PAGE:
Bitcoin has entered a prolonged period of consolidation ahead of the Federal Reserve’s first policy meeting of 2021 on Wednesday.
The flagship cryptocurrency is currently fluctuating inside a Bollinger Bands setup. It typically tests the upper band as resistance, therefore prompting bears to open short positions towards the 20-period simple moving average in the middle, with a primary downside target near the lower band.
As of Tuesday, the BTC/USD exchange rate was trading near the lower band levels, awaiting pullback. Meanwhile, certain on-chain indicators, including a Miners’ BTC outflow metric hosted by CryptoQuant, warned about further sell-offs in the market.
“Bitcoin Miners’ Position Index hit the 8-year high. They’ve been moving an unusual amount of Bitcoins lately. It seems they’re continuously realizing profits since 42k. This is one of the reasons why I keep my bearish bias.”said Ki-Young Ju, the chief executive officer at CryptoQuant.
A bearish assault at this point risks sending Bitcoin to mid-$27,000. The level coincides with the support trendline of the parallel Descending Channel. It has a recent history of capping Bitcoin from pursuing deeper downside targets.
That said, a retest of the Channel support could have traders open a long position towards the nearest achievable upside target, beginning with the 20-period SMA as mentioned above. Else, a breakdown any further below the Channel support would have traders extend their downside target to lower-$27,000.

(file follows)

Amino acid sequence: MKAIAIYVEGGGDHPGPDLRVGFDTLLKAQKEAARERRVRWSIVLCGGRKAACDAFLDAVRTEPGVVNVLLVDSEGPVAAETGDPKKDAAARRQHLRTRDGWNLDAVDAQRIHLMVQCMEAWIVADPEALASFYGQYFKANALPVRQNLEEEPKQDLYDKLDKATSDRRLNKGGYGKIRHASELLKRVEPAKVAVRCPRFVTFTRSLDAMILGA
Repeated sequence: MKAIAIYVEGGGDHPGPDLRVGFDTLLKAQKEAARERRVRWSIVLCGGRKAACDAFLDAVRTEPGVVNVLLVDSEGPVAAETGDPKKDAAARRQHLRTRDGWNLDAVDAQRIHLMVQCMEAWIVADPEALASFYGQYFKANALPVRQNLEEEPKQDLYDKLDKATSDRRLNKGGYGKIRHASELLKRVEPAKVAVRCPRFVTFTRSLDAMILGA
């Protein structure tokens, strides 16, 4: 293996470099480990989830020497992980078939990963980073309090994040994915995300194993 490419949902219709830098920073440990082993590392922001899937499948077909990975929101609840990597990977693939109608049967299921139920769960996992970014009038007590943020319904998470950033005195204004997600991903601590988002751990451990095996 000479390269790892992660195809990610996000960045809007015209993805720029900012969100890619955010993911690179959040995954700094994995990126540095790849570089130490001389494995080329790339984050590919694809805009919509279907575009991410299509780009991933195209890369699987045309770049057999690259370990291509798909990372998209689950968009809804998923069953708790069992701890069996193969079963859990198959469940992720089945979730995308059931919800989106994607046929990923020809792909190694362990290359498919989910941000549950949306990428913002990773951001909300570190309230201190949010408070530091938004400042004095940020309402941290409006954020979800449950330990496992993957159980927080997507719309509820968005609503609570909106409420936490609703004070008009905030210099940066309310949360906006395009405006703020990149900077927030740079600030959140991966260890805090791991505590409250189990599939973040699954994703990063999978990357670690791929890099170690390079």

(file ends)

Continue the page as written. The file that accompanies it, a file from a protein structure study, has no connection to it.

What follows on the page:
Bitcoin Fundamental Bias: Bullish
There’s more potential to Bitcoin’s upside in the days and weeks ahead despite what the on-chain indicators suggest. That is partially due to US President Joe Biden’s commitment to passing a $1.9 trillion stimulus package that may weigh negatively on the US dollar and, in turn, drive investors towards riskier safe-havens like bitcoin.
Meanwhile, economists expect the Federal Reserve to keep its expansionary policies unchanged as its official sit for the year’s first FOMC meeting on Wednesday. That said, the minutes out of the January meeting will less likely to have any surprises about taper-tantrum.
As of now, the Fed is buying government and corporates assets at the rate of $120 billion every month. Its chairman, Jerome Powell, has committed to keeping the purchases unchanged until the US economy confirms “substantial further progress.” He also plans to keep interest rates near zero until 2023.
“It does appear the Fed is looking for inflation to run for at least 12 months above that 2% target before they’ll consider raising rates,” noted Jon Adams, senior investment strategist at BMO Capital Markets, in his statements to Yahoo Finance.
Bitcoin’s coming dips—therefore—could attract demand from investors that are looking to step away from lower-yielding government debts and a depreciating US dollar.